For a boomy room, what panels will reduce mid-bass

My listening room must have standing waves, because at my listening position there is too much mid-bass. It sounds bloated and the bass is just too pronounced. What acoustic devices are VERY good at reducing this boomy bass in the room? Panels on the wall would be nice, but I need something very effective.
You don't need panels, you need ASC Tube Traps. Go to

Acoustical Sciences Corporation is the original and the best room treatment. They are most likely the most expensive too, but you get what you pay for.

I have been using ASC products for over 20 years and I am thoroughly satisfied.
Before getting panel or ASC tube traps, move your speakers away from the front wall and side wall. Toe in the speakers. It should help.
You might try some new and less boomy speakers.

I 2nd the tube traps, very effective and well worth the money!!
As mentioned earlier, placement of your speakers has a lot to do with it. Try putting the speakers 1/4 of the way into the room for each wall (for example, if your room is 10 by 12, put them at 2.5 by 3 away from the wall). If this dramatically reduces boominess, then you will know what to do.
Try GIK Monster Bass Traps. They are not expensive and VERY effective. I agree that sometimes a room is just too boomy on its own. Moving speakers and listening chair can locate a specific spot where the standing waves cancel just right, but that only helps if you sit EXACTLY in the sweet spot. Talking and walking in the room still reminds you that it is the acoustics of the room that need to be improved. ASC Tube Traps have been considered the best for many years. They are expensive, and the ones for bass are large diameter, tall and require floor space. Recently I discovered (and now prefer) "Monster Bass Traps" made by GIK Acoustics. These (and the less expensive Model 244) were designed for studios, they hang on the wall, and they truly absorb the reflections between 80 and 500 Hz better than anything else have experienced.
I have Real Traps minis and the 2' X 4' panels tighten up the bass when put diagonally in the corners behind the speakers. In my room, the corners behind the listener don't seem to have much effect. The minis do not screw up the mids and highs either. I had the mondos to try but liked just the minis better. The mondos were the Stereophile accessory/tweek of the year a couple years ago, however. Real Traps has no limit on how many minis you can put in the room at wall/ceiling/floor intersections. They claim you'll just keep getting better defined bass with added low frequencies the more you add. I'm not that crazy and my basement room with angled walls and ceiling (like a theater) sounds very nice (lively without clap echo--with great definition).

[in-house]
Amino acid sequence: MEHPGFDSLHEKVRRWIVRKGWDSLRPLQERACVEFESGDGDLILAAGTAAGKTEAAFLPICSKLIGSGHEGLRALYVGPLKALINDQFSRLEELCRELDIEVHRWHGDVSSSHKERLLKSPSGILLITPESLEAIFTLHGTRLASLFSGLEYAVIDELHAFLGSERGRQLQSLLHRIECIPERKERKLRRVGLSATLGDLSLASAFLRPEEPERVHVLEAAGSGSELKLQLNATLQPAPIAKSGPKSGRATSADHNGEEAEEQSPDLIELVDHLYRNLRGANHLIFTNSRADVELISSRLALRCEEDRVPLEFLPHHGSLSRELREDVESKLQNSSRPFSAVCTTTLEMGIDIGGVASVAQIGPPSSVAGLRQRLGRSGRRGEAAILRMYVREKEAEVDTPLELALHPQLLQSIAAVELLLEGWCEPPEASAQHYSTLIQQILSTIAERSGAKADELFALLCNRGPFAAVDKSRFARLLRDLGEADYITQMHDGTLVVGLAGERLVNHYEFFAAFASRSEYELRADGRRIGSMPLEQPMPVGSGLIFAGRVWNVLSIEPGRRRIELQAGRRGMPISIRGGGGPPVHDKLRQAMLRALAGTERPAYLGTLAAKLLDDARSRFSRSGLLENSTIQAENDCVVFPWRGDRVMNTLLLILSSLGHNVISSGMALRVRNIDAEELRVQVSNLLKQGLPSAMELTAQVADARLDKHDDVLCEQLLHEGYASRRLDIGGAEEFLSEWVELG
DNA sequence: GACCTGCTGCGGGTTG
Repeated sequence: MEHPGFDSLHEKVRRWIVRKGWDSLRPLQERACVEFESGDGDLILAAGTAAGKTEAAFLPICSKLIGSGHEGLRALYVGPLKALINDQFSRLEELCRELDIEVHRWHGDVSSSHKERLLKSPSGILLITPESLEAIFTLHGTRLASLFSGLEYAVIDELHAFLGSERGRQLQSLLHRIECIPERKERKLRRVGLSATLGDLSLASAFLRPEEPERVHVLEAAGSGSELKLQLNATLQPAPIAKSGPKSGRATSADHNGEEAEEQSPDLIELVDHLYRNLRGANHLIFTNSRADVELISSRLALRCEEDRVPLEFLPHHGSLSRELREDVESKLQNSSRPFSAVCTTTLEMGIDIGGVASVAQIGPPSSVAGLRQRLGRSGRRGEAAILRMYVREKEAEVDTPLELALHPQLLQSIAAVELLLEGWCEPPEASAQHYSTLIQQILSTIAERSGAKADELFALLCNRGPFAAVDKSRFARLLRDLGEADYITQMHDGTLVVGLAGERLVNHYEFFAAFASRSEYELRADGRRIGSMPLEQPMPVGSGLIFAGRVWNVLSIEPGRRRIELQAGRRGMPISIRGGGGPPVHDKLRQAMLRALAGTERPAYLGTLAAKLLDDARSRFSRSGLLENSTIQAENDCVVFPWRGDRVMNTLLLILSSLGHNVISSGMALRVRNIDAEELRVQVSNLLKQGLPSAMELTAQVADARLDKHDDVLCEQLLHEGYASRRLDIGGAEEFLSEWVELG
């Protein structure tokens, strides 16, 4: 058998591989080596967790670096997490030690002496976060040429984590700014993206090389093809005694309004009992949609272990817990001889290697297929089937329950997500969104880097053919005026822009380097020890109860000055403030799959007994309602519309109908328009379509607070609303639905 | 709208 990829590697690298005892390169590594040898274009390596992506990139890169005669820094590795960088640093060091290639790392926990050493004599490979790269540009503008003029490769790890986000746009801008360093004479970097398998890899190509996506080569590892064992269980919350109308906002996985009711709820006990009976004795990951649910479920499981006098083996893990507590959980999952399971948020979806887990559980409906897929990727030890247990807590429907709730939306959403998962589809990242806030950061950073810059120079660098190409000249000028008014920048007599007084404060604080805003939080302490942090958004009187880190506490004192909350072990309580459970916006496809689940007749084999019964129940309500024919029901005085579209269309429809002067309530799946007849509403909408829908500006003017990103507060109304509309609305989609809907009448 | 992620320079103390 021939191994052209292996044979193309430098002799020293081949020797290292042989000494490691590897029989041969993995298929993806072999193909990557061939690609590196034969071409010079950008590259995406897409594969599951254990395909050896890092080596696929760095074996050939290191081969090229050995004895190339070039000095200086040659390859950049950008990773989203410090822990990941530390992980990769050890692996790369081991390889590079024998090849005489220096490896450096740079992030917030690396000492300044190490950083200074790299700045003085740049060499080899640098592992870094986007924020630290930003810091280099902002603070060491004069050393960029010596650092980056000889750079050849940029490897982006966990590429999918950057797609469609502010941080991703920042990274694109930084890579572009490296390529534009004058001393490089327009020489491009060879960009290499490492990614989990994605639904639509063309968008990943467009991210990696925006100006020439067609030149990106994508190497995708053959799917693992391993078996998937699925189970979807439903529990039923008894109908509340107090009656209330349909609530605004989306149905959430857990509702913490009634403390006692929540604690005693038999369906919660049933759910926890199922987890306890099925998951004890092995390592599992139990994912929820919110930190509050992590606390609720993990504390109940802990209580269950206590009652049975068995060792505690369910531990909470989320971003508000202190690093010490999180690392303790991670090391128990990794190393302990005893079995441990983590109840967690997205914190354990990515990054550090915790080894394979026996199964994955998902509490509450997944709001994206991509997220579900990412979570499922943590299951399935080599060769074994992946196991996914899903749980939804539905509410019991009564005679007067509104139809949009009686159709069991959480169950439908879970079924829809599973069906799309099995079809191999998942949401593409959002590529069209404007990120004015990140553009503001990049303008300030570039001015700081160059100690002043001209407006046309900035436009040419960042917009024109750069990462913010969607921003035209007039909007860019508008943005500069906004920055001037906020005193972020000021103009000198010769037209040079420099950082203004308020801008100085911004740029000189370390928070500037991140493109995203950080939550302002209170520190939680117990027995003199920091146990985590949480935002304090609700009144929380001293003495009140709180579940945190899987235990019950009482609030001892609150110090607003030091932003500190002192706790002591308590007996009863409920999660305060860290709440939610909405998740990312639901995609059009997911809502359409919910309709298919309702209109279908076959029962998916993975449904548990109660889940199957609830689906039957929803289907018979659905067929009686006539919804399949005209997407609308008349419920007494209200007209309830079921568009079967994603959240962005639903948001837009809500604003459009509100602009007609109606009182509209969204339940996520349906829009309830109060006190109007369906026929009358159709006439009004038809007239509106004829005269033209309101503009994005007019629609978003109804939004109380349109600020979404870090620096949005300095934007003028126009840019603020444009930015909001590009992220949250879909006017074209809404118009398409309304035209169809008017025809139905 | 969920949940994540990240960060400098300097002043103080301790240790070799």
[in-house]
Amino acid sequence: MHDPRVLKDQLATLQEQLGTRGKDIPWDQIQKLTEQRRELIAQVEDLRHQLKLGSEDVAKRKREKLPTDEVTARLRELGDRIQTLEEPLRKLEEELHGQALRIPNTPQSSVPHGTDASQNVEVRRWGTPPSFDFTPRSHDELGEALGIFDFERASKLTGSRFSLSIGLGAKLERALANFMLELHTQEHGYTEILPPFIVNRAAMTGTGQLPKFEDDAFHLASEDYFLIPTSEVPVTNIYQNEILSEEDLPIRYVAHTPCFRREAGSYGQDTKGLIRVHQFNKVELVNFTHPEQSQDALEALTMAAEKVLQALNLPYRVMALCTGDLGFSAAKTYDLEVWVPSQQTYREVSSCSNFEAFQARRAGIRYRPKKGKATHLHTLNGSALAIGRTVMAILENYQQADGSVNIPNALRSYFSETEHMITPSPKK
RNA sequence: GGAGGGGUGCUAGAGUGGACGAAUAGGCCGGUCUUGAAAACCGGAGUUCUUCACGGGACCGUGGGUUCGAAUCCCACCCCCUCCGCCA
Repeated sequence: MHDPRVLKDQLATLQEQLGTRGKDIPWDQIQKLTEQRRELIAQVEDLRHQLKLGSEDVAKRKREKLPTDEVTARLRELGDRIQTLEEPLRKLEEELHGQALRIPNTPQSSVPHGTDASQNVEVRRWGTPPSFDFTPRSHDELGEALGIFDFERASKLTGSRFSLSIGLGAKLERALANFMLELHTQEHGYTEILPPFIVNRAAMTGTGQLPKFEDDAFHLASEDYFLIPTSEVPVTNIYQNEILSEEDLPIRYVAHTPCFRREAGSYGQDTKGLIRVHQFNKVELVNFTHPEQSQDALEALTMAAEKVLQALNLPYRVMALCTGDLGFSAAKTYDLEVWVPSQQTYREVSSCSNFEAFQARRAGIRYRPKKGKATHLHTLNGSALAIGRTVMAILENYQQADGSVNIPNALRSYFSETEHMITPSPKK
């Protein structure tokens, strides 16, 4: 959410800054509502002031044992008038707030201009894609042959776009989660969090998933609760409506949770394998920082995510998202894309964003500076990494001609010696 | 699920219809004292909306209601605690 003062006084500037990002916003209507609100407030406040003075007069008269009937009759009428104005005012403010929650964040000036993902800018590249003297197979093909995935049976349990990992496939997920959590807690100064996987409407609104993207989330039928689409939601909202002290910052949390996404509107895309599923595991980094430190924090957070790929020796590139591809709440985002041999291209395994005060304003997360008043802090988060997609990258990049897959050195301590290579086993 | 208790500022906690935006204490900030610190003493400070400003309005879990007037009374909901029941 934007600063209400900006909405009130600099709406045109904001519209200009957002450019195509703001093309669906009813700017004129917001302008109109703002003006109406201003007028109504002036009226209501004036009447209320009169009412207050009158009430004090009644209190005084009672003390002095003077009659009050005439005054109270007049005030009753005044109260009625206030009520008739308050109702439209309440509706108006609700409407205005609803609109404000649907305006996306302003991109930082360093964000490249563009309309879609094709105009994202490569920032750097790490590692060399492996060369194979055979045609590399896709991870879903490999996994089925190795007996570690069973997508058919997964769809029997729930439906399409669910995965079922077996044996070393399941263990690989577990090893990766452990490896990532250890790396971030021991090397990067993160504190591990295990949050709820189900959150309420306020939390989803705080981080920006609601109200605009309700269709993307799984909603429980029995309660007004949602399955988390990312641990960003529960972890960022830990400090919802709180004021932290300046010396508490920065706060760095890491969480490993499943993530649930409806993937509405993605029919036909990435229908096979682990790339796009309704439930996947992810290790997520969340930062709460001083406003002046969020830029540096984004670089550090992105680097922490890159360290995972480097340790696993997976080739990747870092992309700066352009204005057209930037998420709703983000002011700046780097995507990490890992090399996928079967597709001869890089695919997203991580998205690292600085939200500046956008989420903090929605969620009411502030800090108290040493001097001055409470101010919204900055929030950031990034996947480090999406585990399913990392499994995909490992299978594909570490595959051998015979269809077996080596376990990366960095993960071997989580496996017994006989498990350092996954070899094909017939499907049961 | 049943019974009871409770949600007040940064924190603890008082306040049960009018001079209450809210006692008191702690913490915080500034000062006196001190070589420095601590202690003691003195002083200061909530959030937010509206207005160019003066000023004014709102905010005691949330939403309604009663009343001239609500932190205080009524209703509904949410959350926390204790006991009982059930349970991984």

I think you need a strategy, one of which may be:
* Problem Identification - first use a SPL meter and test tones to isolate the offending bass mode frequencies. These test measurements across a wide bandwidth should be recorded in say an Excel spreadsheet and will become your 'baseline' from which to compare alternative speaker-listening position changes and the addition of acoustical treatments

* Moving Speakers &/or Listening Position - try putting your listening chair 38% of the room's length away from the back wall, assuming your speakers fire down the length of the room. Take measurements and record them. Try moving your speakers to 1/3 the room length away from the front wall - measure and record. Try moving your speakers closer together so that they are farther away from the side walls and toed in 30degrees.